Mitochondria regulate ATP production, metabolism, and cell death. Alterations in mitochondrial DNA (mtDNA) sequence and copy number are implicated in aging and organ dysfunction in diverse inherited and sporadic diseases. Because most measurements of mtDNA use homogenates of complex tissues, little is known about cell-type–specific mtDNA copy number heterogeneity in normal physiology, aging, and disease. Thus, the precise cell types whose loss of mitochondrial activity and altered mtDNA copy number that result in organ dysfunction in aging and disease have often not been clarified. Here, an in situ hybridization approach to generate a single-cell–resolution atlas of mtDNA content in mammalian tissues was validated. In hierarchically organized self-renewing tissues, higher levels of mtDNA were observed in stem/proliferative compartments compared with differentiated compartments. Striking zonal patterns of mtDNA levels in the liver reflected the known oxygen tension gradient. In the kidney, proximal and distal tubules had markedly higher mtDNA levels compared with cells within glomeruli and collecting duct epithelial cells. In mice, decreased mtDNA levels were visualized in renal tubules as a function of aging, which was prevented by calorie restriction. This study provides a novel approach for quantifying species- and cell-type–specific mtDNA copy number and dynamics in any normal or diseased tissue that can be used for monitoring the effects of interventions in animal and human studies.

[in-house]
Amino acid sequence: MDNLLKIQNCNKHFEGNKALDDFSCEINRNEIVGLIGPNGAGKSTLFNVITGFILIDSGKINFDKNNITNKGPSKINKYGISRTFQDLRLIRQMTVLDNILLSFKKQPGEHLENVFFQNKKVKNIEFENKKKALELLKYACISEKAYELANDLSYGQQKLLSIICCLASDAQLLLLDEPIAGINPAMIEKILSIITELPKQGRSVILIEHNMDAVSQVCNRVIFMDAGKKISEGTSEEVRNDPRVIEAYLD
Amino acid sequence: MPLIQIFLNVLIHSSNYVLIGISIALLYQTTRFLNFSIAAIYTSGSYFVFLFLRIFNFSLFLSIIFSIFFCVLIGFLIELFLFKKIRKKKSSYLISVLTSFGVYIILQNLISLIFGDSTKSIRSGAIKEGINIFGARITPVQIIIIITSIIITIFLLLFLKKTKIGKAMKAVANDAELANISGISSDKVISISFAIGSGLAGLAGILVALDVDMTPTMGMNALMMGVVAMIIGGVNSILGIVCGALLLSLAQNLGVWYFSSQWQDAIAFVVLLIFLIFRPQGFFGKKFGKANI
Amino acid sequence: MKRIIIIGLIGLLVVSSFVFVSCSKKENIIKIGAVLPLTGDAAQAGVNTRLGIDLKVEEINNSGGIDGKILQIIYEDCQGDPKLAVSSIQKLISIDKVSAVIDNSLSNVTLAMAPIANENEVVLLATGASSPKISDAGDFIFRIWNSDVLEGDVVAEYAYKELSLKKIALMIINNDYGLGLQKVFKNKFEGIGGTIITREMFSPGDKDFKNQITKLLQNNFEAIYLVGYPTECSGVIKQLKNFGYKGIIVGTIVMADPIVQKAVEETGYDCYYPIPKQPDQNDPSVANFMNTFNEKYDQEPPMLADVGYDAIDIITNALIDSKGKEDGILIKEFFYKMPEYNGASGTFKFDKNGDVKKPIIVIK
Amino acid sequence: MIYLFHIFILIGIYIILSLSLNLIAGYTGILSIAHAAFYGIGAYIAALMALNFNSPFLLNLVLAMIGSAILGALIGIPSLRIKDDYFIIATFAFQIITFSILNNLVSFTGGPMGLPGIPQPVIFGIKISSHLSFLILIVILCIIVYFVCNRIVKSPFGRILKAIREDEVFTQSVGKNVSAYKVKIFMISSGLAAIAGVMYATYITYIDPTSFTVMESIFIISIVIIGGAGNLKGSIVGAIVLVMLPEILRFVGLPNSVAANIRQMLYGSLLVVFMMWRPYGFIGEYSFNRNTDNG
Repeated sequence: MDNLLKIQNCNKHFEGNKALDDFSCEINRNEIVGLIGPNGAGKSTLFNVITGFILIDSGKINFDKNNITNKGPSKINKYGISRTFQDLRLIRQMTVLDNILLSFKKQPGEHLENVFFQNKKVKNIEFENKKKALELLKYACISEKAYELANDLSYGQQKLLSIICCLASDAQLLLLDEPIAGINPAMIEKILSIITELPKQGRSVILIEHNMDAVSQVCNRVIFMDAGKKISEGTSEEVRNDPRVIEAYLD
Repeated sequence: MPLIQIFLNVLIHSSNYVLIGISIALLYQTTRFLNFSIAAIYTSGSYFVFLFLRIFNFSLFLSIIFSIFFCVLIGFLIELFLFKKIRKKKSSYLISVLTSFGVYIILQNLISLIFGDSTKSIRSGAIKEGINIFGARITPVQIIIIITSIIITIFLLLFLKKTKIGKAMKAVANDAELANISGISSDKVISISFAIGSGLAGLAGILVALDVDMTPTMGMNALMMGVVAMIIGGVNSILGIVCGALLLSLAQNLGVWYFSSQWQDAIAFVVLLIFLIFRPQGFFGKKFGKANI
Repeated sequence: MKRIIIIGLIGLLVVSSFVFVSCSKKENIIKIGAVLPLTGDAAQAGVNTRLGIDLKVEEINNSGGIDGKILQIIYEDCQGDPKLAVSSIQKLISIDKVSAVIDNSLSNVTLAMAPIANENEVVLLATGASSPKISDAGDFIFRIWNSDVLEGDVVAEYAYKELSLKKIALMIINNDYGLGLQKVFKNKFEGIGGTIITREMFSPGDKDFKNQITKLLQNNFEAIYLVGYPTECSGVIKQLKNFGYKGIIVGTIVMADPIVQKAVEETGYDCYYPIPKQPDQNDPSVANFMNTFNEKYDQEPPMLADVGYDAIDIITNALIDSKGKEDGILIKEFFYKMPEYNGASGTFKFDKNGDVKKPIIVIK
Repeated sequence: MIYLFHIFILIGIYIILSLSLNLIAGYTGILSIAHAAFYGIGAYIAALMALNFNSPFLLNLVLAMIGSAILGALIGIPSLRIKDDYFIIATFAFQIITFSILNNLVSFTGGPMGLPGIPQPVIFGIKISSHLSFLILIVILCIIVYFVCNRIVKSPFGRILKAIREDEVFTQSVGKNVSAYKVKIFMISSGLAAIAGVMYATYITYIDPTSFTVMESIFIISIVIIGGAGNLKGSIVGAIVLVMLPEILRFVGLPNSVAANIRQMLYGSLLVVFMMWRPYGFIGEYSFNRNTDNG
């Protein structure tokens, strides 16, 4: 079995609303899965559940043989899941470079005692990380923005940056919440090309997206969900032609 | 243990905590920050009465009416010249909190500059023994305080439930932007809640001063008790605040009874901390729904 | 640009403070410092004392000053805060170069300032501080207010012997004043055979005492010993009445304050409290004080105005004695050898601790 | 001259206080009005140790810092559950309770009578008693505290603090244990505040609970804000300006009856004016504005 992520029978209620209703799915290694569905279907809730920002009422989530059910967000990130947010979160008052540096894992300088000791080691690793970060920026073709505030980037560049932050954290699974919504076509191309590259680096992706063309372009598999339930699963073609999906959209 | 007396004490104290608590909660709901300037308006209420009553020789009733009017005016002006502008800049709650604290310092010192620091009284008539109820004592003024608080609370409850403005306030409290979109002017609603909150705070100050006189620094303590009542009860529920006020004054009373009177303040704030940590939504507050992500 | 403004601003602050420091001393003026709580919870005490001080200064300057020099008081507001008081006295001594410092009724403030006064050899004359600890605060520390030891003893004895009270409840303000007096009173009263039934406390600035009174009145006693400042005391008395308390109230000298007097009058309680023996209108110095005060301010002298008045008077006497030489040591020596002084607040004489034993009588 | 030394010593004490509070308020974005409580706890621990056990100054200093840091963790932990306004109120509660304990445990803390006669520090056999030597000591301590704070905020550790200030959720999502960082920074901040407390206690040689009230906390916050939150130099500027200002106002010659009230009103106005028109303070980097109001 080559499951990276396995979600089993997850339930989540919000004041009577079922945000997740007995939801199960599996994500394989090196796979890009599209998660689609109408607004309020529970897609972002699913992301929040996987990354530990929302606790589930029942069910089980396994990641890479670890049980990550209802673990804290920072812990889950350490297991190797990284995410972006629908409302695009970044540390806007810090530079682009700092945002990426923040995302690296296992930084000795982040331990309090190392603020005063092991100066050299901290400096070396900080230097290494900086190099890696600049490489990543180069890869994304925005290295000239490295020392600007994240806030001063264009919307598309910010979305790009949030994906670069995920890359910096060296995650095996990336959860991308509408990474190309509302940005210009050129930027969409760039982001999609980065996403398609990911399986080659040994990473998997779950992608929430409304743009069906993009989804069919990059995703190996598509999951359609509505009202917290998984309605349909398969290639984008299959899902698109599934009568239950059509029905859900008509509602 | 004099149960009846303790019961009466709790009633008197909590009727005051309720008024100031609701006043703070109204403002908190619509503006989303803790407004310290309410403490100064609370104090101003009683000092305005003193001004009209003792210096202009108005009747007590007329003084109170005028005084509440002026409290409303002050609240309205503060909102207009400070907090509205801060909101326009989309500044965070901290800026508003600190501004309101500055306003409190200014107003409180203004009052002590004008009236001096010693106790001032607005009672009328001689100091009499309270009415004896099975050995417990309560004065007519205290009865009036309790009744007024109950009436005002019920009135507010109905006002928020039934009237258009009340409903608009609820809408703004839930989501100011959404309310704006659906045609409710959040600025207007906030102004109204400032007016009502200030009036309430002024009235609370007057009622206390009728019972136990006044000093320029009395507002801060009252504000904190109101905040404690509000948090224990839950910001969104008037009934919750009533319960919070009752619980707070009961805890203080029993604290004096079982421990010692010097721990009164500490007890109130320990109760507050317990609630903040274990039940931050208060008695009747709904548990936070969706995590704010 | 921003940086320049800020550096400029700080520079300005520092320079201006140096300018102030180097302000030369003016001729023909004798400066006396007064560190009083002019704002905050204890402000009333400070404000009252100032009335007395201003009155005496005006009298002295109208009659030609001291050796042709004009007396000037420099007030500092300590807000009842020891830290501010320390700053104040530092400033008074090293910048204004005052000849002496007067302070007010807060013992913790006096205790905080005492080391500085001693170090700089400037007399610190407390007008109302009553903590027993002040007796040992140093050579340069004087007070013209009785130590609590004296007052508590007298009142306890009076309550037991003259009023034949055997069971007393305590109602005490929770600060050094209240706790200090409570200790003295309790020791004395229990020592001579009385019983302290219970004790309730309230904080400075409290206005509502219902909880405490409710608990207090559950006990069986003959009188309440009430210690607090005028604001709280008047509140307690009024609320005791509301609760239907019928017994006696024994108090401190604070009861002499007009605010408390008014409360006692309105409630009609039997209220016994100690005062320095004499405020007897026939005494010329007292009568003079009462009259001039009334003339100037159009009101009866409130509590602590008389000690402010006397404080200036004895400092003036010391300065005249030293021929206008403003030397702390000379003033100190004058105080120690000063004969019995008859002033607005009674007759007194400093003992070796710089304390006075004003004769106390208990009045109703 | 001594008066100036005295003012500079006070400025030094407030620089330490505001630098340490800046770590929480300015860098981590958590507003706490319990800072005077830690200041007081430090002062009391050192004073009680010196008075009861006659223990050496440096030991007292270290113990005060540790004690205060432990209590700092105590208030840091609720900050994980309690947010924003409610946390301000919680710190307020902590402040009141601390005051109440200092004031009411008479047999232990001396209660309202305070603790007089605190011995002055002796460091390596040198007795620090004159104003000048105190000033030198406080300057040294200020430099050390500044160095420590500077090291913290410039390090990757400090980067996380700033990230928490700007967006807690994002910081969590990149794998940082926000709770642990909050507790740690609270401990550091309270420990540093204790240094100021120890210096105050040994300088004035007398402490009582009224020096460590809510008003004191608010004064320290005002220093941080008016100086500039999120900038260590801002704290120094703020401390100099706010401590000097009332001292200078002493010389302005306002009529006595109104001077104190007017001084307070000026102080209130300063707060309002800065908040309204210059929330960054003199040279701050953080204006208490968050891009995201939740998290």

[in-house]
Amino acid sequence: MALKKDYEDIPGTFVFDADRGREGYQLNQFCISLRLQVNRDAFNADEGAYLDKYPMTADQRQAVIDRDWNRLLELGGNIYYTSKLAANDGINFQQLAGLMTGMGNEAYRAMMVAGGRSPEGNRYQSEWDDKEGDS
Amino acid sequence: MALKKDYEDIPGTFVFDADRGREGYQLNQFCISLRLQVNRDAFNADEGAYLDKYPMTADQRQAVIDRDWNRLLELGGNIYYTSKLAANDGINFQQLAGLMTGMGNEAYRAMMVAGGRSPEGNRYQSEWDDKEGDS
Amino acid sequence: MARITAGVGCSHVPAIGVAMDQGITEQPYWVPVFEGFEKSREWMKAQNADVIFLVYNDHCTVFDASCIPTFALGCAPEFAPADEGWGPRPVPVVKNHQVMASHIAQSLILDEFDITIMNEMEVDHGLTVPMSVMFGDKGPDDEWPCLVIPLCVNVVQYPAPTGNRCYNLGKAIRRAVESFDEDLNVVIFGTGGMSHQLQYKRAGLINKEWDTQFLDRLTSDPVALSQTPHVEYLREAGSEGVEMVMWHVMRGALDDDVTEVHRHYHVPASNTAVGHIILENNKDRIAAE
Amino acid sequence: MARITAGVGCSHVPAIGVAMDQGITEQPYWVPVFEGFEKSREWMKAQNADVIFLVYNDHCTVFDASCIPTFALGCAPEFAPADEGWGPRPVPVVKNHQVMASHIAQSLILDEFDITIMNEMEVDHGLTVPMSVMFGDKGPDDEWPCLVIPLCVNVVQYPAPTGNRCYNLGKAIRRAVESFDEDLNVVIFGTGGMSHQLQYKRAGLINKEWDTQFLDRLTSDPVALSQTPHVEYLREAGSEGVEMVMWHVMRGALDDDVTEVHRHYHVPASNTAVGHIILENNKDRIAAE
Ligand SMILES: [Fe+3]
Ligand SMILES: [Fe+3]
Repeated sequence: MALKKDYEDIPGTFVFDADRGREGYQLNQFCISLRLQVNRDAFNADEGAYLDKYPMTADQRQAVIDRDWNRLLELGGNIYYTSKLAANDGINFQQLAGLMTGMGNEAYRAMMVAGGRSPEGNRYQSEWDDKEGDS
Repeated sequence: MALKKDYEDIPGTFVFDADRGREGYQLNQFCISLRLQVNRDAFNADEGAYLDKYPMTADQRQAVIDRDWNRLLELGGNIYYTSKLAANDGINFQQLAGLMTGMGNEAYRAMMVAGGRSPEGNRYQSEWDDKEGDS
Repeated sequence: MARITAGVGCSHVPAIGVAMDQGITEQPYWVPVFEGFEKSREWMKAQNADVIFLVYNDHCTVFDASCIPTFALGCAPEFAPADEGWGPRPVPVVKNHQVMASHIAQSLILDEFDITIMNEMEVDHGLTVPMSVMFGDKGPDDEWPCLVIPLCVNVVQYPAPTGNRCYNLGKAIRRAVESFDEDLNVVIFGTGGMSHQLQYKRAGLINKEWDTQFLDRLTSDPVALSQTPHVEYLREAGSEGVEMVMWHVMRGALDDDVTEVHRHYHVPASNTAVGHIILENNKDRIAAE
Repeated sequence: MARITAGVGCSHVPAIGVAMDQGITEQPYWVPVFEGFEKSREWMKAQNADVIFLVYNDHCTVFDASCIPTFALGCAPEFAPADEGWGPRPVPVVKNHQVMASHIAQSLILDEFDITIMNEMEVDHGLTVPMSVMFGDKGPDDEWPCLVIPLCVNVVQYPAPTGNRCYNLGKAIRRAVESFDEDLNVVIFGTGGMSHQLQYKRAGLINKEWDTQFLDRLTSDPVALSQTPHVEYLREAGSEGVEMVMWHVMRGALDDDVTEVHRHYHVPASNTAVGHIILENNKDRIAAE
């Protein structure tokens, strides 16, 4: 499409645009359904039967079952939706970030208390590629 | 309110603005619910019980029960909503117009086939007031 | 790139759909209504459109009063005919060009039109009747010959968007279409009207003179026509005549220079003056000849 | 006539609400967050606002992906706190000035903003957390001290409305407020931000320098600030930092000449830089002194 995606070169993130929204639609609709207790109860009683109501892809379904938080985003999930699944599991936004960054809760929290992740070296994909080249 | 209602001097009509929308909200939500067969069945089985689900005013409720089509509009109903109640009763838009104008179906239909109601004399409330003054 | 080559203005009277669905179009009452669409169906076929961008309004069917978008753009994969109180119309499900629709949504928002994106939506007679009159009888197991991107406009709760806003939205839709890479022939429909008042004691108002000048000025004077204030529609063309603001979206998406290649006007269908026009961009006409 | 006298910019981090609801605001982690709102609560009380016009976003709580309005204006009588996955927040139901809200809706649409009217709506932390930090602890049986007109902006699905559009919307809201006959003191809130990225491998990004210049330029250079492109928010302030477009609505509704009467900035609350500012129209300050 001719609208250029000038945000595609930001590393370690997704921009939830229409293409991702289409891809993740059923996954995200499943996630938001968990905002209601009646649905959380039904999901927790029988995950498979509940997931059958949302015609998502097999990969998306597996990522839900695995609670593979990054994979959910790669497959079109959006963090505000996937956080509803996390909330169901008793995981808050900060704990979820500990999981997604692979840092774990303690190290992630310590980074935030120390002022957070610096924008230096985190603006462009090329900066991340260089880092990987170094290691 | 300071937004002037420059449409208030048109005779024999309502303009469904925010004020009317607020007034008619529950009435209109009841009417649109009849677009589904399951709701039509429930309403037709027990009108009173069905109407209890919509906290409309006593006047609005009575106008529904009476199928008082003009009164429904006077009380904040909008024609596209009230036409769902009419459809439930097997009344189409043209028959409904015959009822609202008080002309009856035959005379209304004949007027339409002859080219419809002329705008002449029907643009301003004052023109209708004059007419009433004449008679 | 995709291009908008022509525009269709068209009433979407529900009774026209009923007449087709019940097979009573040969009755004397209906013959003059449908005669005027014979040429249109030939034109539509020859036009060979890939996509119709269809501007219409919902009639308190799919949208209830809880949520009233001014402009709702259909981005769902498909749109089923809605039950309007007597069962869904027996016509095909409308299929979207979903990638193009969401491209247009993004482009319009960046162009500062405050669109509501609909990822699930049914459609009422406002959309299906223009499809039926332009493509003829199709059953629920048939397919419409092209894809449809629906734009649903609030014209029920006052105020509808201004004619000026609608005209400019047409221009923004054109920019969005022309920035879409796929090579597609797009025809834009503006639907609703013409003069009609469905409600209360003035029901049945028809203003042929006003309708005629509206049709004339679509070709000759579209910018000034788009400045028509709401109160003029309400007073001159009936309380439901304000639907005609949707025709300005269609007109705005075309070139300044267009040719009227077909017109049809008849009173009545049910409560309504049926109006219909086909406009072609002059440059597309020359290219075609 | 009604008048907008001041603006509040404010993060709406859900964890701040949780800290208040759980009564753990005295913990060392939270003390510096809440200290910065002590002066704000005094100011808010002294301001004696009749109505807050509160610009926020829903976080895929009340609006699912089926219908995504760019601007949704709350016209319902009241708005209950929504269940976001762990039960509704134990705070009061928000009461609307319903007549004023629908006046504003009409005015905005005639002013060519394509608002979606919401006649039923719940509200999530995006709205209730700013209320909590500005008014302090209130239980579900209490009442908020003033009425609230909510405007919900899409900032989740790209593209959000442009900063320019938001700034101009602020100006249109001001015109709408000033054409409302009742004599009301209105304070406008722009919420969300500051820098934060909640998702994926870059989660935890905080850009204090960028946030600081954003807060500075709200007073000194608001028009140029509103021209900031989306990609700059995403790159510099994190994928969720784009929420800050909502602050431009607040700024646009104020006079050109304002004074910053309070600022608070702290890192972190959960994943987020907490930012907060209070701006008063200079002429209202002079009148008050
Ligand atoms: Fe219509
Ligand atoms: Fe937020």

ASJC Scopus subject areas
- Pathology and Forensic Medicine